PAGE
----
Academic journal article Attention, Perception and Psychophysics

Effects of Parafoveal Word Length and Orthographic Features on Initial Fixation Landing Positions in Reading

Academic journal article Attention, Perception and Psychophysics

Effects of Parafoveal Word Length and Orthographic Features on Initial Fixation Landing Positions in Reading

Article excerpt

Published online: 3 March 2012

© Psychonomic Society, Inc. 2012

Abstract Previous research has demonstrated that readers use word length and word boundary information in targeting saccades into upcoming words while reading. Previous studies have also revealed that the initial landing positions for fixations on words are affected by parafoveal processing. In the present study, we examined the effects of word length and orthographic legality on targeting saccades into parafoveal words. Long (8-9 letters) and short (4-5 letters) target words, which were matched on lexical frequency and initial letter trigram, were paired and embedded into identical sentence frames. The gaze-contingent boundary paradigm (Rayner, 1975) was used to manipulate the parafoveal information available to the reader before direct fixation on the target word. The parafoveal preview was either identical to the target word or was a visually similar nonword. The nonword previews contained orthographically legal or orthographically illegal initial letters. The results showed that orthographic preprocessing of the word to the right of fixation affected eye movement targeting, regardless of word length. Additionally, the lexical status of an upcoming saccade target in the parafovea generally did not influence preprocessing.

Keywords Eye movements . Reading . Orthography . Word perception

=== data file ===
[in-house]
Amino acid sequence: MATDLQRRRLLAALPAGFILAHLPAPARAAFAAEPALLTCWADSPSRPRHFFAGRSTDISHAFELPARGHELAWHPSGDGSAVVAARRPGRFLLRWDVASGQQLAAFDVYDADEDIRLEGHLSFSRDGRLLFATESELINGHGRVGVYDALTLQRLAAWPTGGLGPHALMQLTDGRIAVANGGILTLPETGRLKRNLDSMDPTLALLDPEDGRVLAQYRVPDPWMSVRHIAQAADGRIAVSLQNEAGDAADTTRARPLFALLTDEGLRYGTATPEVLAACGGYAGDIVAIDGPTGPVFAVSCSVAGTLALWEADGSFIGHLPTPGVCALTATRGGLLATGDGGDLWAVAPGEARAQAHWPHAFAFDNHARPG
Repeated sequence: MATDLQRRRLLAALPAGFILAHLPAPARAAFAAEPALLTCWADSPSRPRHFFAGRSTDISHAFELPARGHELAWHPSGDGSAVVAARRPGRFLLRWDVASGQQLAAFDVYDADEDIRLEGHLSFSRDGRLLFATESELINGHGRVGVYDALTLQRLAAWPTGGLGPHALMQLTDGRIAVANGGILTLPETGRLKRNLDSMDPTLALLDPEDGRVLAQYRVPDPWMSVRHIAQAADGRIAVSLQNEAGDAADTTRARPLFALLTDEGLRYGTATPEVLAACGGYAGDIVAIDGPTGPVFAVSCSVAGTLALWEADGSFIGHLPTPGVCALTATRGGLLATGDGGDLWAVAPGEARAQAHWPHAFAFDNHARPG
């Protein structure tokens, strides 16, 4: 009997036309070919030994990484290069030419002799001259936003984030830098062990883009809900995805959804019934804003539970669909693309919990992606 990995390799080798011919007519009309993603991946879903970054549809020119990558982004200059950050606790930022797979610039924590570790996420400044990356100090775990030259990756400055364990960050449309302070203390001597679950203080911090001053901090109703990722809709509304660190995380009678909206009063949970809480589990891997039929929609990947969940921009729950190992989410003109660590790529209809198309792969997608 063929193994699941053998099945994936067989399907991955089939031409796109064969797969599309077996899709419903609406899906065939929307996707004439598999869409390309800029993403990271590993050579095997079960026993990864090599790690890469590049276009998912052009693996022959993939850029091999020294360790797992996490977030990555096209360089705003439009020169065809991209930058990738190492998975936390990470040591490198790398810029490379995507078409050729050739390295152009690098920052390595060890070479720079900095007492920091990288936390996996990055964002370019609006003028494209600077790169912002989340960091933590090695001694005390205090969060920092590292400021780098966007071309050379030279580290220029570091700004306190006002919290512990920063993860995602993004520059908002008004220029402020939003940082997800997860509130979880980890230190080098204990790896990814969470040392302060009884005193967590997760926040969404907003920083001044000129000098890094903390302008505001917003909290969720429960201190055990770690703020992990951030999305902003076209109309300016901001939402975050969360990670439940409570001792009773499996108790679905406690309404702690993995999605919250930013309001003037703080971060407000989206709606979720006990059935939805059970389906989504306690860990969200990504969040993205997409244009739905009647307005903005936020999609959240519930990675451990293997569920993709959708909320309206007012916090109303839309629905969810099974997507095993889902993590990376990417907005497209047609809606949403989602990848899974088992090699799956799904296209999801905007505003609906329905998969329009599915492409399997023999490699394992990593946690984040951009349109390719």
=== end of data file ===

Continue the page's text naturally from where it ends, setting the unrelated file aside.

For skilled readers, the act of extracting meaning from text seems simple, if not completely effortless. However, this impression belies the complexity of the necessary coordination of perception, attention, motor control, and language processing. A comprehensive understanding of eye movement behavior during reading has the potential to elucidate broad aspects of human cognition. Determining what factors influence when and where the eyes move is crucial for understanding written language processing. Despite over a century of research and several decades of investigation using extremely sophisticated instruments and measurements, there is still some contention about what influences the most basic temporal and spatial characteristics of eye movement behavior during reading. In the present study, we further investigated the factors that influence where the eyes go once the decision to move is made. Research on the spatial characteristics of eye movement behavior has the potential to further illuminate the nature of the eye movement targeting system and the constraints imposed on this system during normal reading.

Readers acquire information during fixations, or periods when the eyes are relatively still (Rayner, 1998, 2009). It is important to note that high-spatial-frequency information, such as letters and words, is easily identified in the foveal region. In the region beyond the fovea, the parafovea, because of steep degradation of visual acuity, word and letter information can be extracted, but with greatly reduced efficiency (Schotter, Angele, & Rayner, 2012). Outside the parafovea, in the peripheral region of the visual field, only low-spatial-frequency information such as word boundary and length information can be extracted. This limits the letter or word identification span (Rayner, Well, Pollatsek, & Bertera, 1982; Underwood & McConkie, 1985) for skilled readers to a maximum of about eight letter spaces to the right of fixation. Due to the constraints imposed by visual-acuity limitations, the oculomotor system must plan and execute ballistic eye movements, or saccades, directed to fairly precise locations in text in order to obtain new information or to resample old information. Bringing regions of text into the foveal region of the visual field allows readers to reliably identify letters and words. Information specific to local areas of text is extracted from the extrafoveal regions and is utilized during eye movement targeting processes. The mechanisms responsible for targeting the location of the next fixation in text have been found to show sensitivity to various kinds of information. …

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